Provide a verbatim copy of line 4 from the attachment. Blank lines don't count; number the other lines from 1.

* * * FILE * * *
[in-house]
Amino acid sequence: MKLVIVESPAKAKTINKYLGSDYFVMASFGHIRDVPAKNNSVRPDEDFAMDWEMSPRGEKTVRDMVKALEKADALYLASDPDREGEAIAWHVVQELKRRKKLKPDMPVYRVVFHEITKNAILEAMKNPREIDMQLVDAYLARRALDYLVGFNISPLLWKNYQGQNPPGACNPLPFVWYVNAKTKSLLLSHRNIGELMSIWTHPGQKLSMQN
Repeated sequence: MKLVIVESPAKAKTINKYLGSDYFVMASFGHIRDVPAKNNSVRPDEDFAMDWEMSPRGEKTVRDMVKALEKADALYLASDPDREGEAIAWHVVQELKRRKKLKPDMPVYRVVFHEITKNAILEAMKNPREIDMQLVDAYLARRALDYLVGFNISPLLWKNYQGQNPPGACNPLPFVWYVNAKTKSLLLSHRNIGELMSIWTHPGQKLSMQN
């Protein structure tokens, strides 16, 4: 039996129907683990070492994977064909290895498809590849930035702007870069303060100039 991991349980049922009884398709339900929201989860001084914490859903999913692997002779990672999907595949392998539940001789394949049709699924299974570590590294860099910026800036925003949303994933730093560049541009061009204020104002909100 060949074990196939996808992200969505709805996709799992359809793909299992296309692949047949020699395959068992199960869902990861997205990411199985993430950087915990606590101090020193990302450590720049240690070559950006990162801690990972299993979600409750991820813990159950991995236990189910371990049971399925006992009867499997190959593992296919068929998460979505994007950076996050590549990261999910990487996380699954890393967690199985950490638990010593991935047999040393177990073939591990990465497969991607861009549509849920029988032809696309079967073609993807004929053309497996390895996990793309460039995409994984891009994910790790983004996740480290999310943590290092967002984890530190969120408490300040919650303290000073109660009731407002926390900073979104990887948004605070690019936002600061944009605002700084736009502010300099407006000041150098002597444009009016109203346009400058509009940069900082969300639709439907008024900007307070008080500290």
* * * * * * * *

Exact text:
């Protein structure tokens, strides 16, 4: 039996129907683990070492994977064909290895498809590849930035702007870069303060100039 991991349980049922009884398709339900929201989860001084914490859903999913692997002779990672999907595949392998539940001789394949049709699924299974570590590294860099910026800036925003949303994933730093560049541009061009204020104002909100 060949074990196939996808992200969505709805996709799992359809793909299992296309692949047949020699395959068992199960869902990861997205990411199985993430950087915990606590101090020193990302450590720049240690070559950006990162801690990972299993979600409750991820813990159950991995236990189910371990049971399925006992009867499997190959593992296919068929998460979505994007950076996050590549990261999910990487996380699954890393967690199985950490638990010593991935047999040393177990073939591990990465497969991607861009549509849920029988032809696309079967073609993807004929053309497996390895996990793309460039995409994984891009994910790790983004996740480290999310943590290092967002984890530190969120408490300040919650303290000073109660009731407002926390900073979104990887948004605070690019936002600061944009605002700084736009502010300099407006000041150098002597444009009016109203346009400058509009940069900082969300639709439907008024900007307070008080500290």